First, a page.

GEOLOGY OF THE REGION NEAR PROVIDENCE. -- The geological structure of the region near Providence is too complicated to be treated in any sufficient way in this volume. The following points have been selected as those most important to those who desire to get an idea of the physical conditions of the city as far as they are affected by the structure of the rocks in its neighborhood. The mainland of Rhode Island, lying between the western shore of Narragansett Bay and the Connecticut line, is mainly composed of very ancient rocks belonging to the Laurentian and Lower Cambrian series. The mainland to the eastward of the Bay, in the townships of Taunton and Little Compton, is underlaid by the same series. These ancient rocks afford building materials, sienties and limestones, iron and copper ores. These ores have been the objects of some unprofitable mining. The iron is found in considerable quantities in the township of Cumberland; it is magnetic oxide, containing large amounts of titanium, which makes it so hard to smelt that it has never been much used. Copper is found in small quantities in Cumberland, but it is in quantities too small for profitable working. During the Revolutionary war and until after the war of 1812-15, these iron ores were used in providing cannon and shot; since that time they have fallen into disuse. The limestones of Smithfield have been considerably used for making lime; the only hinderance to their extensive employment is the high price of fuel. The greater part of the water area of Narragansett Bay and of the surface of the most of its islands, as well as a part of the mainland beneath and near Providence, is occupied by rocks belonging to the coal measures. This set of rocks lies in a broad trough, which extends from the southern part of Newport to within about 30 miles of Boston, Mass. This series of rocks is over 7,000 feet thick, and owes its preservation to the fact that the beds were folded into a deep mountain valley or synclinal fold, so that the action of the sea and of glaciers could not wear them completely away. The deep and extensive inlets of Narragansett Bay are cut out in them, they being much softer and more easily worn away than the older rocks of the mainland. A number of coals are known to exist in these coal measures, which have been searched for in various mines, the most important of which were on the northern part of Aquidneck Island, at Cranston, and at Valley Falls. Although the coal is of the same age as the beds of anthracite in Pennsylvania, it differs from them in some important respects. It has been more changed by pressure and heat, so that it is sometimes more like graphite or plumbago than ordinary anthracite; it does not ignite readily, though when fired it makes an intense heat; where it has been mined it is found to be much disturbed in its position, so that mining work is difficult and on the whole unprofitable. Rhode Island has been profoundly affected by glaciation, which has worn down its hills and strewn its surface with bowlders brought from the northward. -- N. S. Shaler.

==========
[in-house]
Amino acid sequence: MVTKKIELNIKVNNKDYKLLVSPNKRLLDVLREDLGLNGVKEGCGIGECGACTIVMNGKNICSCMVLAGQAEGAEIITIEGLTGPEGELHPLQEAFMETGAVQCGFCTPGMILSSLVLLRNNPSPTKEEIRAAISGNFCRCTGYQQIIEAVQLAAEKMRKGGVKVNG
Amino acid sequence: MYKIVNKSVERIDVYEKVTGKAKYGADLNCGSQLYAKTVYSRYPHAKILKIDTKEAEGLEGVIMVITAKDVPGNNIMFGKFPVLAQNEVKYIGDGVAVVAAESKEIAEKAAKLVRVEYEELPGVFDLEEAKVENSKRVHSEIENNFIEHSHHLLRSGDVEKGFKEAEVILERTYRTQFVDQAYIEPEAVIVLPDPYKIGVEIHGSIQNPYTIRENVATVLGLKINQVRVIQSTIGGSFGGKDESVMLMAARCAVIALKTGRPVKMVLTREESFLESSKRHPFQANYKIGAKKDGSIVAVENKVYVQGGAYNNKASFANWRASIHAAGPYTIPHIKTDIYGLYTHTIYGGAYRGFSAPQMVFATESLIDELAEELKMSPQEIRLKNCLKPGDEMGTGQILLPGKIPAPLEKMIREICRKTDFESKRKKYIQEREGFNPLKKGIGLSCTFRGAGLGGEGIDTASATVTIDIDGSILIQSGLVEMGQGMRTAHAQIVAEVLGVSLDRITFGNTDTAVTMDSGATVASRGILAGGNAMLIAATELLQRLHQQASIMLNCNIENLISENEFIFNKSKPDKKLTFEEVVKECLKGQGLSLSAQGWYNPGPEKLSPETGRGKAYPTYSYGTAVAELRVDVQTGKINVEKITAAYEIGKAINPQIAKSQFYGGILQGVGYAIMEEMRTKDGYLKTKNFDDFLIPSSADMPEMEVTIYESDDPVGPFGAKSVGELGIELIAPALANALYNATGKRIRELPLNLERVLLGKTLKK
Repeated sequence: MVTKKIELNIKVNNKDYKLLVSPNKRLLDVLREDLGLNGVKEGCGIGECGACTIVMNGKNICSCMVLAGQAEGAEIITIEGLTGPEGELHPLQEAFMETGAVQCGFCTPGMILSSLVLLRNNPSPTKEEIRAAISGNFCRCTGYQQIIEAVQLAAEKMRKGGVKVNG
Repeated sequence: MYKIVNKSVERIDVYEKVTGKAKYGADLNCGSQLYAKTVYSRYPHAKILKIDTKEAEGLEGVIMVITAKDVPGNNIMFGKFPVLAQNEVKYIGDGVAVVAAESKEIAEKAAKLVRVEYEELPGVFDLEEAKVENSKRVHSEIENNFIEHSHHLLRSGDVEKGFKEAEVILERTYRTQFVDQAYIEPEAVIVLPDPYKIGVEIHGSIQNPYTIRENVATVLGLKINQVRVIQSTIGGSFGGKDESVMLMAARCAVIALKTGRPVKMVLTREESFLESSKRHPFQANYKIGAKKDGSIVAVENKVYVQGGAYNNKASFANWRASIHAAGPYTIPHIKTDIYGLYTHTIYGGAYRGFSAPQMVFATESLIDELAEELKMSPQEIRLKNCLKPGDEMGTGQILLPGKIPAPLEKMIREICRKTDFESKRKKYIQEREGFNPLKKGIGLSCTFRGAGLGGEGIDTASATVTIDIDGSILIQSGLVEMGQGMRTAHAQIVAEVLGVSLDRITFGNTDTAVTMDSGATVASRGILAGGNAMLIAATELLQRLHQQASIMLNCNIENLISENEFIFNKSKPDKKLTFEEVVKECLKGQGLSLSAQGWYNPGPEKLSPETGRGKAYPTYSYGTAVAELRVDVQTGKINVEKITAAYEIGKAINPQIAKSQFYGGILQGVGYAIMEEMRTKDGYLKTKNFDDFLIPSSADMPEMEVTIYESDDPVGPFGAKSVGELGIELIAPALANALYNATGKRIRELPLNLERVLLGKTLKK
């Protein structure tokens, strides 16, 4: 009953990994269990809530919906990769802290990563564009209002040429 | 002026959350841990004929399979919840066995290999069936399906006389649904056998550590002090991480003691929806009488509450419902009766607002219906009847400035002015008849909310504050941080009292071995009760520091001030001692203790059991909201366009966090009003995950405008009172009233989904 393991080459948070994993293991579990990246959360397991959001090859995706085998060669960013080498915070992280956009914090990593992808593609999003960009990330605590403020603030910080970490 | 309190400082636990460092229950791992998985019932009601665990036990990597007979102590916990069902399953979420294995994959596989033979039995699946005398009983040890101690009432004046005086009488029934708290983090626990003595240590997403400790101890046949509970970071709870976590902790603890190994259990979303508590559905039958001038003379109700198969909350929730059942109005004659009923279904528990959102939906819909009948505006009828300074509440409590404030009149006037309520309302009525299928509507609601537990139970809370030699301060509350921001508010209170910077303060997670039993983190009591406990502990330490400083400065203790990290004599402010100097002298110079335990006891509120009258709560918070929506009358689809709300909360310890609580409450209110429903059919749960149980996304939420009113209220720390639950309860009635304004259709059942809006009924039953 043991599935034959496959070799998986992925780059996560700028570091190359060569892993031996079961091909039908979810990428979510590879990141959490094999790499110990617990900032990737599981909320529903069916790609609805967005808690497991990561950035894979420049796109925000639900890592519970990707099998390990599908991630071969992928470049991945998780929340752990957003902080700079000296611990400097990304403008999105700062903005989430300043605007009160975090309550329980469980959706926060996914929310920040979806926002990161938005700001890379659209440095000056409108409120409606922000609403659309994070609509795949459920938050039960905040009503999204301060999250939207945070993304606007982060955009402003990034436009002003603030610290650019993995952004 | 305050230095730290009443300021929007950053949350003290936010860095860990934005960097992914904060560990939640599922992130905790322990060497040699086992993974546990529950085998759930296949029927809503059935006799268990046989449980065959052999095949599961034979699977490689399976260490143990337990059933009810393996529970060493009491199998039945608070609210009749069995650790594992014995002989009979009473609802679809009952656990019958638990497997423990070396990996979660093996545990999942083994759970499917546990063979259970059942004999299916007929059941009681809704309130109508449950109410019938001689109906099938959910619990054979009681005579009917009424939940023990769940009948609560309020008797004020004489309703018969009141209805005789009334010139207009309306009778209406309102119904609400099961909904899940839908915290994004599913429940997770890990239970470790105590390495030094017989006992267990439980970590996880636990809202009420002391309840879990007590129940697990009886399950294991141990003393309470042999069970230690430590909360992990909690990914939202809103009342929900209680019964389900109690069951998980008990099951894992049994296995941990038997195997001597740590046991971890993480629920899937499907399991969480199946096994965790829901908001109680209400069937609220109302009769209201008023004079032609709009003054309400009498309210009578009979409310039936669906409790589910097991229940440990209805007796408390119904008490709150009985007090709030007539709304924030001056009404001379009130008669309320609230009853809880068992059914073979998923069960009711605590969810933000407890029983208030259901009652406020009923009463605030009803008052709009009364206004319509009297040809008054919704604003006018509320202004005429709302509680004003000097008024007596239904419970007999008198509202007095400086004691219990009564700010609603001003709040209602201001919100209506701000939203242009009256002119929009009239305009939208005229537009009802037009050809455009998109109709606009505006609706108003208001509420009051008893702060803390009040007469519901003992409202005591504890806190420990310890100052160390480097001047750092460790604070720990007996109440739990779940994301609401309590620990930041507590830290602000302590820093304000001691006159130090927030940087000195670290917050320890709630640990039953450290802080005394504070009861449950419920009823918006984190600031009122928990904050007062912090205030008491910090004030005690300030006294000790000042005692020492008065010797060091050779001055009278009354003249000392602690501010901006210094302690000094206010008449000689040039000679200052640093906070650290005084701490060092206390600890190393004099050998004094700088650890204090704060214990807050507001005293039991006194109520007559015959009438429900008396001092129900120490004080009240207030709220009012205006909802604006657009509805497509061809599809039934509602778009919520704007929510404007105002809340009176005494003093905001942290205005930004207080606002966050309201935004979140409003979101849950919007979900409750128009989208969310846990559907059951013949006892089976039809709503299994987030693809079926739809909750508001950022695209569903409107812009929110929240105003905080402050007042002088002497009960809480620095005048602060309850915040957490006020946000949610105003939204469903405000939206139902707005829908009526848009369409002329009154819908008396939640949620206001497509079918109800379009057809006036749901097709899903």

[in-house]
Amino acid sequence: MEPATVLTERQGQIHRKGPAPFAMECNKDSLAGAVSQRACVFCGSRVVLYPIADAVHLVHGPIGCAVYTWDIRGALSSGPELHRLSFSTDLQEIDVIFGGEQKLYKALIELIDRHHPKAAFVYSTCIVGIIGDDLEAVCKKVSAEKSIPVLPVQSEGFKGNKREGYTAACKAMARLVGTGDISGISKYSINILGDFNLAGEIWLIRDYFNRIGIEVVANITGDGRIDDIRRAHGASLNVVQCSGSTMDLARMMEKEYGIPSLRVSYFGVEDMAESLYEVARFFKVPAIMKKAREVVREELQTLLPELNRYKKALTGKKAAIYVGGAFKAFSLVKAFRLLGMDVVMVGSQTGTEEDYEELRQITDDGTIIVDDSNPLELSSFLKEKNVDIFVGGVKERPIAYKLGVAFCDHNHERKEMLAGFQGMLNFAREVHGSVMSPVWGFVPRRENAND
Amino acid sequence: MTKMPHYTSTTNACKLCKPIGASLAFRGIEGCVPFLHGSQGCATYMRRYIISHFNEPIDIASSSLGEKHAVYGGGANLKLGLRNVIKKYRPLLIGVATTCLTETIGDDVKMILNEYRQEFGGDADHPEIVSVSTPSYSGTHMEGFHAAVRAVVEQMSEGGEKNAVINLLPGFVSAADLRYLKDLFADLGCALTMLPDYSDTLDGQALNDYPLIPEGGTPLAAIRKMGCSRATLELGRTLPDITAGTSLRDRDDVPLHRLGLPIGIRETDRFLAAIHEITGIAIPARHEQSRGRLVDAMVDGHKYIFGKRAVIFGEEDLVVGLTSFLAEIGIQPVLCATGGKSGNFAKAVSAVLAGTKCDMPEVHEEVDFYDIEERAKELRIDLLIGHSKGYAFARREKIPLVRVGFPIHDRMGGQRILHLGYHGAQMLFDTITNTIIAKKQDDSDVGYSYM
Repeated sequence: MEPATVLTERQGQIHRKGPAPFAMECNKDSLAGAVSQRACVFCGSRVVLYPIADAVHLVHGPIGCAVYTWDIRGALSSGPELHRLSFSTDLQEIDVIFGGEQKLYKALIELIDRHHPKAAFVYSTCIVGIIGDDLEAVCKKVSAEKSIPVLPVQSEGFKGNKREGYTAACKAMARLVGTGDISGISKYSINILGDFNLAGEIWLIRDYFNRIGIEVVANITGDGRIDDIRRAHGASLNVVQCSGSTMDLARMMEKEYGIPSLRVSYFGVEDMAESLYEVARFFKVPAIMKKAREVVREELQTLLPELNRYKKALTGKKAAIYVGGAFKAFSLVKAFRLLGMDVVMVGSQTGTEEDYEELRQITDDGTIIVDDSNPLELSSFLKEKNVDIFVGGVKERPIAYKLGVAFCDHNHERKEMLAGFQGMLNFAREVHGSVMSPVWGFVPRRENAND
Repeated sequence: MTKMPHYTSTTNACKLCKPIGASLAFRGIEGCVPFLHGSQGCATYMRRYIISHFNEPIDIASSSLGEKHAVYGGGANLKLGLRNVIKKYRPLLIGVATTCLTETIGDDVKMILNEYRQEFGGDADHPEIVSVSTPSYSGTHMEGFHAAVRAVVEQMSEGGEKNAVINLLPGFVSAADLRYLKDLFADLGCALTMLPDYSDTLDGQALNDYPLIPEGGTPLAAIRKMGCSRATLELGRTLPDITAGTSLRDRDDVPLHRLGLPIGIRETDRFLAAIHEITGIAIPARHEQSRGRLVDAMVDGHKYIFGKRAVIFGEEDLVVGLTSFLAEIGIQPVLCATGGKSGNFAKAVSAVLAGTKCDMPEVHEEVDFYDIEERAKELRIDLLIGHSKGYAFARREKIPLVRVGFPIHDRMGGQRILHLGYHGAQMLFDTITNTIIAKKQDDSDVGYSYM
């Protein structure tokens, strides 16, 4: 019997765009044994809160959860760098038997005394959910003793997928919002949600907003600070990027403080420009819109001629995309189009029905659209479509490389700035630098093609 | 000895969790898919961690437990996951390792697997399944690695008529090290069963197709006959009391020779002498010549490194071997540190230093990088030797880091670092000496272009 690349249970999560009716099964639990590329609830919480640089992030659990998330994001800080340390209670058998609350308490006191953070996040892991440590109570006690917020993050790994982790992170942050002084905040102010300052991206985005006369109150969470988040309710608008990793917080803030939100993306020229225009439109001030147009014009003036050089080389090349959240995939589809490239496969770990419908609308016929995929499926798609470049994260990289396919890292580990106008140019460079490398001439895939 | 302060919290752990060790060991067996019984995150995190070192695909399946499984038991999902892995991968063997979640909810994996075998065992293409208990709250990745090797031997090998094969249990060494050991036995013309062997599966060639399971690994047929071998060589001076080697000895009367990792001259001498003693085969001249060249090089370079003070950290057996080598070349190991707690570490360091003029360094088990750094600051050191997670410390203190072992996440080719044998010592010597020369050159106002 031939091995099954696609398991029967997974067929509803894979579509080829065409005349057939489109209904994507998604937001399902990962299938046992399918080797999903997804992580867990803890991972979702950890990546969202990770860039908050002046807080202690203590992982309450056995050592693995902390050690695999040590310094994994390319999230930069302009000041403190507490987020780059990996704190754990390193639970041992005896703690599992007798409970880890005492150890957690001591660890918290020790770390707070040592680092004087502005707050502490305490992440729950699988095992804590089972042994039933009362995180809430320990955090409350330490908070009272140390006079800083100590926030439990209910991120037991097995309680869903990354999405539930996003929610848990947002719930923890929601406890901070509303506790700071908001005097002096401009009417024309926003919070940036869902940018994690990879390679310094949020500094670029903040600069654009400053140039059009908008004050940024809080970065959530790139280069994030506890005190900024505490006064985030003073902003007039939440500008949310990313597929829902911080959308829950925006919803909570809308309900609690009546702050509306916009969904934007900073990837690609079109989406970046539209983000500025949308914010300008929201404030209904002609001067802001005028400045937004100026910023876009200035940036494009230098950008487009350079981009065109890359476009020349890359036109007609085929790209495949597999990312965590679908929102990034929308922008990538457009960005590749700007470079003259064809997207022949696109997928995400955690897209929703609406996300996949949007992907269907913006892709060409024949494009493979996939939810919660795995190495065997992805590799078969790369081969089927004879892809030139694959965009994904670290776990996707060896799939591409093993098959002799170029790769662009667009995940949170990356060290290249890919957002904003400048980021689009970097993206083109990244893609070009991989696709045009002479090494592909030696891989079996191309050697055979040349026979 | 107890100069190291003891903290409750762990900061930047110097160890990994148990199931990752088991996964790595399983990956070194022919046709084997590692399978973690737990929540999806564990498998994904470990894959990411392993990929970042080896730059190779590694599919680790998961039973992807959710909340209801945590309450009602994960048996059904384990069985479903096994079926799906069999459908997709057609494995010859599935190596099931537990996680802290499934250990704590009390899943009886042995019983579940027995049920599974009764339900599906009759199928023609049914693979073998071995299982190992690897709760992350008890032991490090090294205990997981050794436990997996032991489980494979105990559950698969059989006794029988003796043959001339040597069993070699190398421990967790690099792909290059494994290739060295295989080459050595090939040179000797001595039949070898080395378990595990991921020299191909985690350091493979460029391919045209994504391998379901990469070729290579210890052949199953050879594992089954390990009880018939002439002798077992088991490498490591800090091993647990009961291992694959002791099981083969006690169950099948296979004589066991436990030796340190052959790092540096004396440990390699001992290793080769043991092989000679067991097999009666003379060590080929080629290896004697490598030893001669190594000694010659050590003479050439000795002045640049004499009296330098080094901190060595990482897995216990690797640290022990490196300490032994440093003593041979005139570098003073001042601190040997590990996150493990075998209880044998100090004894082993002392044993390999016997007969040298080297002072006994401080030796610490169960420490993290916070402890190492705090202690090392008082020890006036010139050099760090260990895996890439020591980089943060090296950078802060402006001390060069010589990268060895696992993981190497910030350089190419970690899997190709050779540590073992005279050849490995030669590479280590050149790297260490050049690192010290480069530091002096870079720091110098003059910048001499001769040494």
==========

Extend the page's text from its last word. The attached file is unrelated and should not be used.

GERMANIA LODGE OF HARUGARI. -- See German Secret Societies.

GERMAN SECRET SOCIETIES. -- All those below mentioned meet in Fletcher's Hall, No. 173 Westminster St.

B'nai B'rith, Independent Order of (Sons of the Covenant), a mutual benefit order of Israelites, has one lodge, Haggai Lodge, No. 32, in Providence. The sick-benefits are $5 a week, and on the death of a member $1,000 is paid to his heirs. These payments are provided for by death assessments and annual dues. The society numbers about 70 members. J. H. Kahn, sec'y.

Free Sons of Israel, Independent Order of, is a Jewish association, in nearly ever respect identical with the B'nai B'rith. It is represented in Providence by the Providence Lodge, No. 78, and numbers nearly 80 members. David Frank, sec'y.